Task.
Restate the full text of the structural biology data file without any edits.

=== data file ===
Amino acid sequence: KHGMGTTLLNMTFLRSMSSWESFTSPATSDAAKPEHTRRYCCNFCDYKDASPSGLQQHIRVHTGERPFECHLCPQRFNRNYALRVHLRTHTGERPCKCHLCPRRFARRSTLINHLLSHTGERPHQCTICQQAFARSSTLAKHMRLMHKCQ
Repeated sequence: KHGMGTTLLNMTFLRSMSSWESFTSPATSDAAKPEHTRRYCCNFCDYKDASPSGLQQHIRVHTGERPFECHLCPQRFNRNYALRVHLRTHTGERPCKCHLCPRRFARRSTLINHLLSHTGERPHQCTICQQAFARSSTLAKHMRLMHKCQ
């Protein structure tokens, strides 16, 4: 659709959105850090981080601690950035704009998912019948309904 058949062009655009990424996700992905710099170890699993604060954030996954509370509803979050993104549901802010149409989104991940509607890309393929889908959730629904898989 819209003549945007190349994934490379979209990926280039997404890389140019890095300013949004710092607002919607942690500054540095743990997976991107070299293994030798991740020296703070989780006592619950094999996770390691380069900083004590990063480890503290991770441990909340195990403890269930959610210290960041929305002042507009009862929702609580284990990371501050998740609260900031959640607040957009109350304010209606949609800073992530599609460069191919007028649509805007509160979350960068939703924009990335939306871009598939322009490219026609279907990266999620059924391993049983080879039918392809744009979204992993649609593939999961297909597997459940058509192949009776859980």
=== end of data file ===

Amino acid sequence: KHGMGTTLLNMTFLRSMSSWESFTSPATSDAAKPEHTRRYCCNFCDYKDASPSGLQQHIRVHTGERPFECHLCPQRFNRNYALRVHLRTHTGERPCKCHLCPRRFARRSTLINHLLSHTGERPHQCTICQQAFARSSTLAKHMRLMHKCQ
Repeated sequence: KHGMGTTLLNMTFLRSMSSWESFTSPATSDAAKPEHTRRYCCNFCDYKDASPSGLQQHIRVHTGERPFECHLCPQRFNRNYALRVHLRTHTGERPCKCHLCPRRFARRSTLINHLLSHTGERPHQCTICQQAFARSSTLAKHMRLMHKCQ
């Protein structure tokens, strides 16, 4: 659709959105850090981080601690950035704009998912019948309904 058949062009655009990424996700992905710099170890699993604060954030996954509370509803979050993104549901802010149409989104991940509607890309393929889908959730629904898989 819209003549945007190349994934490379979209990926280039997404890389140019890095300013949004710092607002919607942690500054540095743990997976991107070299293994030798991740020296703070989780006592619950094999996770390691380069900083004590990063480890503290991770441990909340195990403890269930959610210290960041929305002042507009009862929702609580284990990371501050998740609260900031959640607040957009109350304010209606949609800073992530599609460069191919007028649509805007509160979350960068939703924009990335939306871009598939322009490219026609279907990266999620059924391993049983080879039918392809744009979204992993649609593939999961297909597997459940058509192949009776859980």